On the work front, I am presently jumping through a series of new hoops to prove that I am a capable facilitator, as the Ministry of Education has decided that all facilitators working in New Zealand schools for MOE centrally funded professional learning must be accredited. This means showing evidence of meeting the criteria that they have formulated, to be placed on a website so that school leaders can select who they wish to work in their schools, and so I am putting together a Word document (which is the MOE's preferred version of a facilitator's e-portfolio) to show that I meet all 13 criteria.
It is similar to teacher registration - having to show that you meet all 12 of the PTCs except this is not a process over a year. Rather, it is capturing a story that you think shows evidence of you meeting the criteria. So you tell your story and then try to match the criteria to parts of the story. Which brings you to a point where you try to elaborate on why it shows evidence of practice. Which disrupts the flow of the story.
It has meant a lot of teeth gnashing and hair pulling as I rewrite the story trying to forge and fashion a readable piece which truly reflects the way I work. I have nearly thrown in the towel and said, that is it! No more! I have cut up the criteria and printed my story and physically sellotaped the criteria onto the story and then in frustration at seeing the criteria met in many other parts of the story, I have screwed that version up, too.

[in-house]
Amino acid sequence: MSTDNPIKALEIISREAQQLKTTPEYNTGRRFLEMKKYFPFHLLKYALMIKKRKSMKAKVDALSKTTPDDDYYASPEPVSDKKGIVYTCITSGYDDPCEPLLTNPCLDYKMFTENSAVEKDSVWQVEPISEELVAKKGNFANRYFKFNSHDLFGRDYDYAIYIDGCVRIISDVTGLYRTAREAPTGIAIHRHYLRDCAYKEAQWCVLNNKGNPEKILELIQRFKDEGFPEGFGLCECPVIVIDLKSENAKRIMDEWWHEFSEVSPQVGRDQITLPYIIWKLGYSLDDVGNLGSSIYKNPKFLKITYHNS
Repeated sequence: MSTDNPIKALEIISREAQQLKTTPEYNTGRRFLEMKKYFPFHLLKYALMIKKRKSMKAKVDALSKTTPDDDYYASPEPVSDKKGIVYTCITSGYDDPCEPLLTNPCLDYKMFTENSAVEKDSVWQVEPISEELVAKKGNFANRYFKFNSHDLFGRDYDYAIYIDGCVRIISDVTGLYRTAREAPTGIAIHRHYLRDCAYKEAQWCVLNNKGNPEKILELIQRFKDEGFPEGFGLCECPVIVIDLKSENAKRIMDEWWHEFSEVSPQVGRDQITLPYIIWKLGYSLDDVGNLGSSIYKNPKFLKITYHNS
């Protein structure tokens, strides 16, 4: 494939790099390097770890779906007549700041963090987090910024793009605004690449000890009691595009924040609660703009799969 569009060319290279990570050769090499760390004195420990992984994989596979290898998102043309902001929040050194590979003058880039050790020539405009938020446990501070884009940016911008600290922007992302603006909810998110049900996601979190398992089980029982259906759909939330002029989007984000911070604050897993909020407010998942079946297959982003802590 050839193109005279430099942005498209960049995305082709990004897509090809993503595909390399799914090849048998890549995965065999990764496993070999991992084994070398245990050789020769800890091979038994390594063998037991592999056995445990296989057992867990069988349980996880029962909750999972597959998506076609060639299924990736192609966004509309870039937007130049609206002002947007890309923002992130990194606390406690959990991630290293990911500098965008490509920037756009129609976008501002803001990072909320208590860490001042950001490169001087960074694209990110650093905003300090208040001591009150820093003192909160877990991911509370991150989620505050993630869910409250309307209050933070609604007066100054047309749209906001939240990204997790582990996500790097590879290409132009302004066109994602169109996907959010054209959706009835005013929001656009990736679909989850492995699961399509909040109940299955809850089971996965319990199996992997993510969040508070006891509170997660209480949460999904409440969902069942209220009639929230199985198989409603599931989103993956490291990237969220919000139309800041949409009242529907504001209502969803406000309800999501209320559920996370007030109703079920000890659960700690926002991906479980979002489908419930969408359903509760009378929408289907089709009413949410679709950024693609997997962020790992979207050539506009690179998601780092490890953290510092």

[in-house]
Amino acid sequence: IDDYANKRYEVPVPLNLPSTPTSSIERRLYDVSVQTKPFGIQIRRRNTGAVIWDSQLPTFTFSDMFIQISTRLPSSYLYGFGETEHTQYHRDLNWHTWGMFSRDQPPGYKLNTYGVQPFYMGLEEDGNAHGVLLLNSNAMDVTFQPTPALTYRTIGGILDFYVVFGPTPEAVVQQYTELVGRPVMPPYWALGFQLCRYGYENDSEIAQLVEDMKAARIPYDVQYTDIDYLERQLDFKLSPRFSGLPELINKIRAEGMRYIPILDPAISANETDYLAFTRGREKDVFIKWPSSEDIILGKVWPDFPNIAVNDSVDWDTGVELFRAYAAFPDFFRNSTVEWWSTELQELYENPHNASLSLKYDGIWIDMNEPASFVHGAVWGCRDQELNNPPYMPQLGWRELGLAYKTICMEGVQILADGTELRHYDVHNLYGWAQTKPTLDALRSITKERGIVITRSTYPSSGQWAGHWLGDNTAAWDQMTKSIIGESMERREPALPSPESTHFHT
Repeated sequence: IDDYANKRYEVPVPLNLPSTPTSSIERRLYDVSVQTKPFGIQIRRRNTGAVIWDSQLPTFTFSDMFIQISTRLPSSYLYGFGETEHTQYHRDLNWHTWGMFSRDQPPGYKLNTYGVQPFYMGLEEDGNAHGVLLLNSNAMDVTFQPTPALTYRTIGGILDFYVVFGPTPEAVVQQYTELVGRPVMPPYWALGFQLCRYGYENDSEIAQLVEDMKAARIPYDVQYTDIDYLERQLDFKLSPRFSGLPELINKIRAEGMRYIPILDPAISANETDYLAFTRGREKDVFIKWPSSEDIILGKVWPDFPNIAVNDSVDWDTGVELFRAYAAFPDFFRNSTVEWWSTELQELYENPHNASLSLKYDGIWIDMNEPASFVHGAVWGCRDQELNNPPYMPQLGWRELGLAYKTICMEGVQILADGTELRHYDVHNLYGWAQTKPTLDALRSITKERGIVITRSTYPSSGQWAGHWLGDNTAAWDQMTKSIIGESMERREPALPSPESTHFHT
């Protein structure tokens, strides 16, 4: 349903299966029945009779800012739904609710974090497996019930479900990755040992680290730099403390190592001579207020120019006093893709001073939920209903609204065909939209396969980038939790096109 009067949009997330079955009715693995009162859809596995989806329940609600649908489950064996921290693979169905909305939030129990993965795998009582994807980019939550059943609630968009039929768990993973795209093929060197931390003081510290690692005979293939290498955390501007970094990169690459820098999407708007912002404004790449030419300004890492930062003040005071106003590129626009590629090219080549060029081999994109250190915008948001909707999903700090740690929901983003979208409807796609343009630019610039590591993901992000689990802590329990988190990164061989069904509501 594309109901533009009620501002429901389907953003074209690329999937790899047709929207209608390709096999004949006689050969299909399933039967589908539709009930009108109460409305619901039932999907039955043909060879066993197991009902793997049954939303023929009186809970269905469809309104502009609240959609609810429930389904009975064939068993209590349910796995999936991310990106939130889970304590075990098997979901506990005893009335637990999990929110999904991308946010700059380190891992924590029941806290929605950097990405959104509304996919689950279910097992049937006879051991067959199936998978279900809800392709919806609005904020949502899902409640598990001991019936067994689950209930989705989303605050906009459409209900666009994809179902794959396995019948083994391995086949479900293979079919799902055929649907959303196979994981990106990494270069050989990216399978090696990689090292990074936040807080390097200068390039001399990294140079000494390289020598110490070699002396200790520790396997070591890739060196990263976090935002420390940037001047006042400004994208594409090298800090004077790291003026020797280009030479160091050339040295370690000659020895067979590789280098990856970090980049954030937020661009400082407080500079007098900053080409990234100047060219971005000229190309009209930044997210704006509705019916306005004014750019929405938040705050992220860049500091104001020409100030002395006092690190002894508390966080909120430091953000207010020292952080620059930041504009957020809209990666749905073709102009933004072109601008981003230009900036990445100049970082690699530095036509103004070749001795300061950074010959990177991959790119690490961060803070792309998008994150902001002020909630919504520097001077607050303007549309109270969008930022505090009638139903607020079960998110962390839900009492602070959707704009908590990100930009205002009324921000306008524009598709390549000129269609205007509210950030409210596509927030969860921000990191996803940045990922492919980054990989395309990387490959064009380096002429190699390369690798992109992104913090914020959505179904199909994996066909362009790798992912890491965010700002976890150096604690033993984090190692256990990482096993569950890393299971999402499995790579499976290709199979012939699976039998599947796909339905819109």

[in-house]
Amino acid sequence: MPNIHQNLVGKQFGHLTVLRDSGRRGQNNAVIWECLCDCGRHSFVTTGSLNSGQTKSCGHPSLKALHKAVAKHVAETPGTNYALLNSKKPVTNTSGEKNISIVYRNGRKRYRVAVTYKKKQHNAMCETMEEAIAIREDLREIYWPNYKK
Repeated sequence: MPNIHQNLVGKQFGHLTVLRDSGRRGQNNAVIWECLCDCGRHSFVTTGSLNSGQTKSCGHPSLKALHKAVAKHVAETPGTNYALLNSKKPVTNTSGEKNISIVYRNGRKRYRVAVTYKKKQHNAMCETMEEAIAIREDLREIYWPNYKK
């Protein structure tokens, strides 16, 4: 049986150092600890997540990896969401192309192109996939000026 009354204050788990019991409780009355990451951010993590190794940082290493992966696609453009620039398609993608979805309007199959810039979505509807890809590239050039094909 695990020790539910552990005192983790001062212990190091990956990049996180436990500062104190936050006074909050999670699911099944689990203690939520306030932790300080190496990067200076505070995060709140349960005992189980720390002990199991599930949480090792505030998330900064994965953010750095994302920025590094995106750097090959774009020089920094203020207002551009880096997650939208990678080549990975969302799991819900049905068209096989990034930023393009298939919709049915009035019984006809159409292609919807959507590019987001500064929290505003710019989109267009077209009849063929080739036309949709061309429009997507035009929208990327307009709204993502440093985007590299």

I don't like working this way - I much prefer the powerful multimedia representation of my work that a website like Google sites, or Myportfolio, or a blog can show. I have come to a dead slow, deccelerating, grinding, and demoralising halt without feeling like I have really represented myself.
This morning I woke to a tweet from the awesome Barbara Bray (see below)
and I thought to myself - wow - that is me! Barbara Bray thinks I am an Amazing Leader! And in such awesome company. Oh, the power of that tweet. I woke up properly and thought, this is all wrong. The story of my practice should be a celebration of my work, not a dirge. So I am going to attack it again with a new vigour. I don't know that it will improve it but the power of that tweet has been enough to inspire me to blog out about it.(I had come to a dead slow deccelerating grinding halt on the blogging front, too).
So thank you, Barbara, for reminding me that praise is so powerful in our lives and in the lives of our learners. I am reminded of the wise words of a former principal of mine (thank you, too, Josephine!) - appraisal should be all about praise - that's where the word comes from and we should never forget the power of improving our practice through praise for work done well.